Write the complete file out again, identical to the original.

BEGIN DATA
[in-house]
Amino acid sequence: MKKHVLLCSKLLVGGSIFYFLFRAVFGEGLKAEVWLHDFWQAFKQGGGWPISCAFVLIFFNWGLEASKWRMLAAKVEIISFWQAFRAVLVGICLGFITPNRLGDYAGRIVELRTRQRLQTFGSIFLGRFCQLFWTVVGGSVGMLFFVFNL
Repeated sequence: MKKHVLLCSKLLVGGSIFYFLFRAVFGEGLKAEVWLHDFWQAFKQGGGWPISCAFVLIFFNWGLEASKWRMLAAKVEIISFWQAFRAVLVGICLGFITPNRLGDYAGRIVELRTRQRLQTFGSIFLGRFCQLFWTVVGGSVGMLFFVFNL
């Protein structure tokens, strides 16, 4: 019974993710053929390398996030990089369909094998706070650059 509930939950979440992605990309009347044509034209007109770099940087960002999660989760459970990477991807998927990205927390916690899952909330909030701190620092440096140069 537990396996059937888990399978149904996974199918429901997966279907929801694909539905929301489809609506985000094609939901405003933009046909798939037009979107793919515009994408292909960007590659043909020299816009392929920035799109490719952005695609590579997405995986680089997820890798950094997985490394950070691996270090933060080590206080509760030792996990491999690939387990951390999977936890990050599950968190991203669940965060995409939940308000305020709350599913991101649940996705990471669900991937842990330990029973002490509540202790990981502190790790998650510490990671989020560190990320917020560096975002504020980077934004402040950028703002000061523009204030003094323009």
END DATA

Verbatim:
[in-house]
Amino acid sequence: MKKHVLLCSKLLVGGSIFYFLFRAVFGEGLKAEVWLHDFWQAFKQGGGWPISCAFVLIFFNWGLEASKWRMLAAKVEIISFWQAFRAVLVGICLGFITPNRLGDYAGRIVELRTRQRLQTFGSIFLGRFCQLFWTVVGGSVGMLFFVFNL
Repeated sequence: MKKHVLLCSKLLVGGSIFYFLFRAVFGEGLKAEVWLHDFWQAFKQGGGWPISCAFVLIFFNWGLEASKWRMLAAKVEIISFWQAFRAVLVGICLGFITPNRLGDYAGRIVELRTRQRLQTFGSIFLGRFCQLFWTVVGGSVGMLFFVFNL
């Protein structure tokens, strides 16, 4: 019974993710053929390398996030990089369909094998706070650059 509930939950979440992605990309009347044509034209007109770099940087960002999660989760459970990477991807998927990205927390916690899952909330909030701190620092440096140069 537990396996059937888990399978149904996974199918429901997966279907929801694909539905929301489809609506985000094609939901405003933009046909798939037009979107793919515009994408292909960007590659043909020299816009392929920035799109490719952005695609590579997405995986680089997820890798950094997985490394950070691996270090933060080590206080509760030792996990491999690939387990951390999977936890990050599950968190991203669940965060995409939940308000305020709350599913991101649940996705990471669900991937842990330990029973002490509540202790990981502190790790998650510490990671989020560190990320917020560096975002504020980077934004402040950028703002000061523009204030003094323009």